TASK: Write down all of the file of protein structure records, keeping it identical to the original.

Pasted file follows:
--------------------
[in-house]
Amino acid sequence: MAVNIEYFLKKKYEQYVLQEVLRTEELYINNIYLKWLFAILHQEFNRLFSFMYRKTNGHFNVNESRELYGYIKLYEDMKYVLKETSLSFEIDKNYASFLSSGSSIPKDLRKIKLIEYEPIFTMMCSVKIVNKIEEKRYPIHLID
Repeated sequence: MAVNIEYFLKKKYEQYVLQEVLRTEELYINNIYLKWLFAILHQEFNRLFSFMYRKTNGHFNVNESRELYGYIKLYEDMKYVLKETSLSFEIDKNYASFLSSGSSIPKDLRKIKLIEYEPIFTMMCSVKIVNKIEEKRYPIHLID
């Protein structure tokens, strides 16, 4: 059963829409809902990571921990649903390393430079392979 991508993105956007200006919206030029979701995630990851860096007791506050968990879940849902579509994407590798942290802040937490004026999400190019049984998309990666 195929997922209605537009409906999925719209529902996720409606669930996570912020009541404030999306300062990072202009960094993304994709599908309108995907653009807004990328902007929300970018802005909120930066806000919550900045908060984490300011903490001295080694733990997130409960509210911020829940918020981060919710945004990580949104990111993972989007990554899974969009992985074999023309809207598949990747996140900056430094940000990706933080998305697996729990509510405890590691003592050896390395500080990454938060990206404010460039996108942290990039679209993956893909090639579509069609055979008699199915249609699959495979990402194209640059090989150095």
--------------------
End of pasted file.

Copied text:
[in-house]
Amino acid sequence: MAVNIEYFLKKKYEQYVLQEVLRTEELYINNIYLKWLFAILHQEFNRLFSFMYRKTNGHFNVNESRELYGYIKLYEDMKYVLKETSLSFEIDKNYASFLSSGSSIPKDLRKIKLIEYEPIFTMMCSVKIVNKIEEKRYPIHLID
Repeated sequence: MAVNIEYFLKKKYEQYVLQEVLRTEELYINNIYLKWLFAILHQEFNRLFSFMYRKTNGHFNVNESRELYGYIKLYEDMKYVLKETSLSFEIDKNYASFLSSGSSIPKDLRKIKLIEYEPIFTMMCSVKIVNKIEEKRYPIHLID
């Protein structure tokens, strides 16, 4: 059963829409809902990571921990649903390393430079392979 991508993105956007200006919206030029979701995630990851860096007791506050968990879940849902579509994407590798942290802040937490004026999400190019049984998309990666 195929997922209605537009409906999925719209529902996720409606669930996570912020009541404030999306300062990072202009960094993304994709599908309108995907653009807004990328902007929300970018802005909120930066806000919550900045908060984490300011903490001295080694733990997130409960509210911020829940918020981060919710945004990580949104990111993972989007990554899974969009992985074999023309809207598949990747996140900056430094940000990706933080998305697996729990509510405890590691003592050896390395500080990454938060990206404010460039996108942290990039679209993956893909090639579509069609055979008699199915249609699959495979990402194209640059090989150095």